The second phase of the commission’s ambitious Clear Plan 2030 project gets under way this week as planners prepare to ask residents in the 10-county area served by the commission how they want to deal with obstacles preventing their home communities from being more livable.
Earlier this year, residents gathered in local meetings to tell researchers what they thought those obstacles were.
“We’re going through all the data we collected and seeing if we can come up with the best vision for the region,” said Johnnie Aycock, a consultant with the project with the Washington-based group Partners for Livable Communities. Aycock was at his Washington office Monday drafting a plan for the region’s future using information collected earlier this year from residents through surveys and community conversation meetings.
“The next step is to go back and see if we captured the essence of what they said, and what we heard,” Aycock said.
Clear Plan 2030, a project funded by a grant from the federal Department of Housing and Urban Development, aims to address residents’ views on what needs to be done about transportation, education, housing and civic engagement in their communities. Robin Caler, a principal planner with the Development Commission, said the first phase of the project, which wrapped up in May, focused on identifying problems residents had with where they live.
“They tended to be very vague, and broad,” Caler said. “People were concerned about education, they wanted to improve job outlook. They were great at identifying the problems without really offering suggestions.”
From the information gathered earlier this year, planners will work on developing suggestions and ideas to present to residents as they go back to each of the counties starting later this month. The information from these meetings will find its way into a draft plan scheduled to be completed by November, Caler said.
Jennifer Maddox, chairwoman for the Community Engagement Livability Resource Team of Clear Plan 2030, said three points of discussion came up again and again among residents of the 10 counties during the first phase of conversations. Residents liked the rural character of where they lived, they liked the abundance of natural resources in the area, and they wanted more jobs closer to home.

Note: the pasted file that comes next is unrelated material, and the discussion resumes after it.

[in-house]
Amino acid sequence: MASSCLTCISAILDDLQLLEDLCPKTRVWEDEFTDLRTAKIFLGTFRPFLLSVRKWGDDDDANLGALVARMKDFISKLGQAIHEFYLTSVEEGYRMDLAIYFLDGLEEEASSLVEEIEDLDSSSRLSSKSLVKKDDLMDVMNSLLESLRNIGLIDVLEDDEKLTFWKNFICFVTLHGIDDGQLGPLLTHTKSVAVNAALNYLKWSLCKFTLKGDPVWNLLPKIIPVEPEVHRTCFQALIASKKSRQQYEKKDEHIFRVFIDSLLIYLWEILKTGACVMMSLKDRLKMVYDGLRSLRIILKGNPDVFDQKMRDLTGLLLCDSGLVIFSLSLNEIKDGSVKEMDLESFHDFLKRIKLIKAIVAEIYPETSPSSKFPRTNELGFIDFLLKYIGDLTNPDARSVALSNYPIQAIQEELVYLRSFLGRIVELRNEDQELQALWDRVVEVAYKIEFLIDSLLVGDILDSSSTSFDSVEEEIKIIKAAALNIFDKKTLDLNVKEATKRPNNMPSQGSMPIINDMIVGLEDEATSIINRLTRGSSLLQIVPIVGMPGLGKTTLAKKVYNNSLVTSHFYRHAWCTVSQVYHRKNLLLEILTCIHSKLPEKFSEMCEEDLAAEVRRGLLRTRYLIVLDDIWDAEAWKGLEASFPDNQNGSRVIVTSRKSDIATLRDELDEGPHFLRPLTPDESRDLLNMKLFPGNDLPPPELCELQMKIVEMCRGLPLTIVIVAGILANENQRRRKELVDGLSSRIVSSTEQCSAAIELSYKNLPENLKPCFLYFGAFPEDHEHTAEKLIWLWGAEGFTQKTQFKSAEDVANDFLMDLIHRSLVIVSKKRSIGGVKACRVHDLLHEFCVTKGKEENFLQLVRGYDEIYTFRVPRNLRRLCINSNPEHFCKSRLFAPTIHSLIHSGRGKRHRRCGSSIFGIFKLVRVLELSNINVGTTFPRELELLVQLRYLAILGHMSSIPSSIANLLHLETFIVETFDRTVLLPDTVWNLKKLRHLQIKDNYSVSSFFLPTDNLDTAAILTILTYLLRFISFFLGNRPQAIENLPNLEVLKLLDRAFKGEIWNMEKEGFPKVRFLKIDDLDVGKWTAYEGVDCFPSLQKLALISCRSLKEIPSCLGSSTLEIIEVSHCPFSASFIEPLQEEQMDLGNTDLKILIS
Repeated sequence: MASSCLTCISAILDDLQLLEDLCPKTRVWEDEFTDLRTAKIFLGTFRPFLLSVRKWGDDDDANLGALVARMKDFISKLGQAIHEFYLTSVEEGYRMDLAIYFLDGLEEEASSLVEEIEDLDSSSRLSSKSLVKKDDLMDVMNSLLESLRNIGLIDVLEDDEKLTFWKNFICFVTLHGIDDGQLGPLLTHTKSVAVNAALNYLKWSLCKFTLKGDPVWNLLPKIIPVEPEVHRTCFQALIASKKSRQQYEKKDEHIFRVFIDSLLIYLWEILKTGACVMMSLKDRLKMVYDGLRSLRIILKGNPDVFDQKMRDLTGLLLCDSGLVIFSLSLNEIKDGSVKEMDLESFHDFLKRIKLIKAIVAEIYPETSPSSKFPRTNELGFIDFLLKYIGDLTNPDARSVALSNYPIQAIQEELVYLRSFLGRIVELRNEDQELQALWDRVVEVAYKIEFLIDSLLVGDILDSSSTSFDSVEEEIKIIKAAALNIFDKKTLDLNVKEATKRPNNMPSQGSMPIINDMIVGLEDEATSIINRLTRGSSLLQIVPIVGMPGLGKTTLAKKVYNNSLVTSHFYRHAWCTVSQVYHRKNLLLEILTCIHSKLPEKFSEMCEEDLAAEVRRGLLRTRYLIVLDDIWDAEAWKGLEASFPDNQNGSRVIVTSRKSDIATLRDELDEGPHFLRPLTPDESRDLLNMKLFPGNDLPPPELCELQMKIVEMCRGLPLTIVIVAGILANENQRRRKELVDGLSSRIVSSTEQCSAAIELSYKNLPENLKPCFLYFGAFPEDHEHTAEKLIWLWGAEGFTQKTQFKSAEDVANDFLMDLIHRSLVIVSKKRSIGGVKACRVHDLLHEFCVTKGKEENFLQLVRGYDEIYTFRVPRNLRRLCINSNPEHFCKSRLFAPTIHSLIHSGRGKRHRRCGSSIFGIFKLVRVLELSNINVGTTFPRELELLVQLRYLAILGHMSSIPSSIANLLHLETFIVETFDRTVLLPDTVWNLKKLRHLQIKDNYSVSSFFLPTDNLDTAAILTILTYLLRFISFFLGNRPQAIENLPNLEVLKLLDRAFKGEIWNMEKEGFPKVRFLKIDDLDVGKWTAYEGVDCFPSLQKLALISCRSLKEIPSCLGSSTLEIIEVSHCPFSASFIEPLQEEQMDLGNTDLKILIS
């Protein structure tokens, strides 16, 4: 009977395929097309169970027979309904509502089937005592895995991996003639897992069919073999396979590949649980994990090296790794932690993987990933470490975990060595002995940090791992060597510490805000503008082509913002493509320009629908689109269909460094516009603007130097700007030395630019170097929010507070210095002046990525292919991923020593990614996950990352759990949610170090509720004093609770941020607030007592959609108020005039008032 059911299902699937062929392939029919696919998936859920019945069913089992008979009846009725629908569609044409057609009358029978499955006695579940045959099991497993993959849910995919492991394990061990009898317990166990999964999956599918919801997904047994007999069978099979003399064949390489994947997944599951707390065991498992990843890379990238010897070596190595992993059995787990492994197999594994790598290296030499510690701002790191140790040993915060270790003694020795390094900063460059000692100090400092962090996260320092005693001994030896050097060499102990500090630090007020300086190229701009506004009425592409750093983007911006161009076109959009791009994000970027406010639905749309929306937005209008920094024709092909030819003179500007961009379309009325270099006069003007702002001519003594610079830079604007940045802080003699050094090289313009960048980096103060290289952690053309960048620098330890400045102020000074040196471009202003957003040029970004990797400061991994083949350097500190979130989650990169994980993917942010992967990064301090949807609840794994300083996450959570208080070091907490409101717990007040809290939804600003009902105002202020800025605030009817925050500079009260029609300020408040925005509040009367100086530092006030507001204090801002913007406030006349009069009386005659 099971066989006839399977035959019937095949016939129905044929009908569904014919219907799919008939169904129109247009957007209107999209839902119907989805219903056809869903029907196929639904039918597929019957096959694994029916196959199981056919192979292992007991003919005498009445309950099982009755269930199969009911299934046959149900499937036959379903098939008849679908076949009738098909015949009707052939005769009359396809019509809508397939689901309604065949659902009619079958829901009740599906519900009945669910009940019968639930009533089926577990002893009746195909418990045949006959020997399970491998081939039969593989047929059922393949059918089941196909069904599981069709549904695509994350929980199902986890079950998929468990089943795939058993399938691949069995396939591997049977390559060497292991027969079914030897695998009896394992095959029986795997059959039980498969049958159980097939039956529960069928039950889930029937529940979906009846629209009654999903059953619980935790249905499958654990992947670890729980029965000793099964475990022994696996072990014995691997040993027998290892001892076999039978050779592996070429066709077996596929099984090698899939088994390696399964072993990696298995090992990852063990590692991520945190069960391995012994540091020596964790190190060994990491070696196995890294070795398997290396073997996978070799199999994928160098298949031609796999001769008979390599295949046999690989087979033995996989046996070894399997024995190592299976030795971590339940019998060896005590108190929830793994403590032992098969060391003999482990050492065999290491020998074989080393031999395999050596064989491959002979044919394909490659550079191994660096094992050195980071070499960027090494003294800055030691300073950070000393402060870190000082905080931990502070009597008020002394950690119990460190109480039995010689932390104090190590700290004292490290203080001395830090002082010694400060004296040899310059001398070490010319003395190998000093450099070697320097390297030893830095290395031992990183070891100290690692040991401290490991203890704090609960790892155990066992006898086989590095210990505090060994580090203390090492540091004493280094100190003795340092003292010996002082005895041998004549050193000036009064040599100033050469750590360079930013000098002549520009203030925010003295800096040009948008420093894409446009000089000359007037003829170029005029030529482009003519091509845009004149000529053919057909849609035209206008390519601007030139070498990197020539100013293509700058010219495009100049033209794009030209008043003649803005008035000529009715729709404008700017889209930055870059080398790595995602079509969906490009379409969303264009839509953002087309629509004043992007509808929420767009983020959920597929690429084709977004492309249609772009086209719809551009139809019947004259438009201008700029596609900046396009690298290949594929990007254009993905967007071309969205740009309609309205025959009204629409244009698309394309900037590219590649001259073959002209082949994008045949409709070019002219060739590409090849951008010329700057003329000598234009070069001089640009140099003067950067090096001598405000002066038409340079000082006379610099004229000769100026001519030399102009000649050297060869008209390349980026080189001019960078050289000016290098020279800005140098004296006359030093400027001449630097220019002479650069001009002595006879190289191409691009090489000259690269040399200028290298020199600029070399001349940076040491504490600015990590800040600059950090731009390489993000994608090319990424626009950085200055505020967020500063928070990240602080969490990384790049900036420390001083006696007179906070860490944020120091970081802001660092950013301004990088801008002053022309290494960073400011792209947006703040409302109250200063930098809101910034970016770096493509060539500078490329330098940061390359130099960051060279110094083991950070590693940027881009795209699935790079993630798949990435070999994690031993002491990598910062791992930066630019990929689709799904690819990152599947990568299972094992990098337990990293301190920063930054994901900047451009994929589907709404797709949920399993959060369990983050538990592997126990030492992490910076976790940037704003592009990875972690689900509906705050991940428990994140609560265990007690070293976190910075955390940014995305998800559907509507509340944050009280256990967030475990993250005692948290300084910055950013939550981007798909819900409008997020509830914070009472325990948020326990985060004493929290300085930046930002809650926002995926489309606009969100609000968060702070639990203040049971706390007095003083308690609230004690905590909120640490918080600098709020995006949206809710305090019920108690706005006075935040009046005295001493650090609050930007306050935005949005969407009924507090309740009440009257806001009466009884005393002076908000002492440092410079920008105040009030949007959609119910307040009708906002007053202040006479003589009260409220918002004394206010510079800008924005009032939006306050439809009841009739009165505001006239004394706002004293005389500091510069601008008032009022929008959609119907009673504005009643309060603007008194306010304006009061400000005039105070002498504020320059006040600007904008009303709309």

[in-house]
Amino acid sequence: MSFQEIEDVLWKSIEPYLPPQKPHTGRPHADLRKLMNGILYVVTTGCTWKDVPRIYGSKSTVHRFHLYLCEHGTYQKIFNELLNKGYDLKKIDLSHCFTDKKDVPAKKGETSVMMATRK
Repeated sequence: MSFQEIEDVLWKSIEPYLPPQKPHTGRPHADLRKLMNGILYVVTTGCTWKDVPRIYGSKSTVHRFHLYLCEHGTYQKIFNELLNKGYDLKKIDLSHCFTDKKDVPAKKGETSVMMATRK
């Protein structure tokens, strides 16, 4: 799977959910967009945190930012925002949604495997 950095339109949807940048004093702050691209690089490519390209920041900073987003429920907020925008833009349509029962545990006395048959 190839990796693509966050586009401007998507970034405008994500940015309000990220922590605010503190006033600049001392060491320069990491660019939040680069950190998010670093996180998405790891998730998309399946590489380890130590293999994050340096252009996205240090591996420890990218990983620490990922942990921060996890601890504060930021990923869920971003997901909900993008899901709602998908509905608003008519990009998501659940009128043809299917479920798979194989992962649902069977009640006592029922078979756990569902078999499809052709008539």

“They expressed this initially as industry, but I think that may not be our goal,” Maddox said. “How do you bring in industry without changing the rural feel of these communities? The question we want to ask is how do you bring in more jobs without destroying the area near and dear to you.”
Caler said the second phase of conversations will use the local focus of the first phase to address how the entire area can work together.
“We heard a lot of people say in rural areas, we want to bring a hotel to the area,” Caler said.
“Do you want to be Oxford or do you maybe want a bed and breakfast, something that keeps the rural character of the community?”
Caler said it’s the hope that residents will be able to look outside of just their community to see what changes and strategies will have the biggest effect on the region.
The second phase of the community conversations begins June 27 in Cleburne County and runs through August. Calhoun County will host a conversation July 11 at 6 p.m. at the Chamber of Commerce.
“This is an opportunity to really have input,” Maddox said. “If you’re marginally interested in what’s going on in your community, I’d strongly encourage them to come because we’re listening and this is a chance to have a say on the future of their community.”
Residents who want to learn more about the project can visit the website, clearplan2030.org.
Staff Writer Brian Anderson: 256-235-3546. On Twitter @BAnderson_Star.